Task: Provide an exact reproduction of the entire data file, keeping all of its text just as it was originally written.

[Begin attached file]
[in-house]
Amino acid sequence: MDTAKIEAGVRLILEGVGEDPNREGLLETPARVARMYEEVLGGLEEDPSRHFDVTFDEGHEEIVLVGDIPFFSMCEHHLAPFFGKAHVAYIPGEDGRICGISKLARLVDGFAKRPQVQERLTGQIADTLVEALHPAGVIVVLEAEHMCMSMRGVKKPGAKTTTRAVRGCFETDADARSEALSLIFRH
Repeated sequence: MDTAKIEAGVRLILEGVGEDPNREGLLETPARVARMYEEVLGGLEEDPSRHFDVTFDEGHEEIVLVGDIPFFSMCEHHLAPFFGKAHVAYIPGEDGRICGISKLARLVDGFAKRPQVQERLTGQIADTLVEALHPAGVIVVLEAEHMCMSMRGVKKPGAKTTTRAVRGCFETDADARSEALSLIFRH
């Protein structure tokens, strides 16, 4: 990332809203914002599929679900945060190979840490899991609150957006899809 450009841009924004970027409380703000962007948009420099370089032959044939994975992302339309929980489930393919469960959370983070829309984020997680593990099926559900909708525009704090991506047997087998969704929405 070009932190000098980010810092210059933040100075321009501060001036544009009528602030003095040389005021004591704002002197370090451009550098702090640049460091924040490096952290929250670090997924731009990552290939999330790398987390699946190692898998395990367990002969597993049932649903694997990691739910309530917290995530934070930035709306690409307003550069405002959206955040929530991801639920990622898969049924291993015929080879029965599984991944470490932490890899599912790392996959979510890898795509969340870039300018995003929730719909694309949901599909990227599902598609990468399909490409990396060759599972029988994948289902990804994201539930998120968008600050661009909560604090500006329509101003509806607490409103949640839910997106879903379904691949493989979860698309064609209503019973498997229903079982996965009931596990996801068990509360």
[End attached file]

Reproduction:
[in-house]
Amino acid sequence: MDTAKIEAGVRLILEGVGEDPNREGLLETPARVARMYEEVLGGLEEDPSRHFDVTFDEGHEEIVLVGDIPFFSMCEHHLAPFFGKAHVAYIPGEDGRICGISKLARLVDGFAKRPQVQERLTGQIADTLVEALHPAGVIVVLEAEHMCMSMRGVKKPGAKTTTRAVRGCFETDADARSEALSLIFRH
Repeated sequence: MDTAKIEAGVRLILEGVGEDPNREGLLETPARVARMYEEVLGGLEEDPSRHFDVTFDEGHEEIVLVGDIPFFSMCEHHLAPFFGKAHVAYIPGEDGRICGISKLARLVDGFAKRPQVQERLTGQIADTLVEALHPAGVIVVLEAEHMCMSMRGVKKPGAKTTTRAVRGCFETDADARSEALSLIFRH
């Protein structure tokens, strides 16, 4: 990332809203914002599929679900945060190979840490899991609150957006899809 450009841009924004970027409380703000962007948009420099370089032959044939994975992302339309929980489930393919469960959370983070829309984020997680593990099926559900909708525009704090991506047997087998969704929405 070009932190000098980010810092210059933040100075321009501060001036544009009528602030003095040389005021004591704002002197370090451009550098702090640049460091924040490096952290929250670090997924731009990552290939999330790398987390699946190692898998395990367990002969597993049932649903694997990691739910309530917290995530934070930035709306690409307003550069405002959206955040929530991801639920990622898969049924291993015929080879029965599984991944470490932490890899599912790392996959979510890898795509969340870039300018995003929730719909694309949901599909990227599902598609990468399909490409990396060759599972029988994948289902990804994201539930998120968008600050661009909560604090500006329509101003509806607490409103949640839910997106879903379904691949493989979860698309064609209503019973498997229903079982996965009931596990996801068990509360």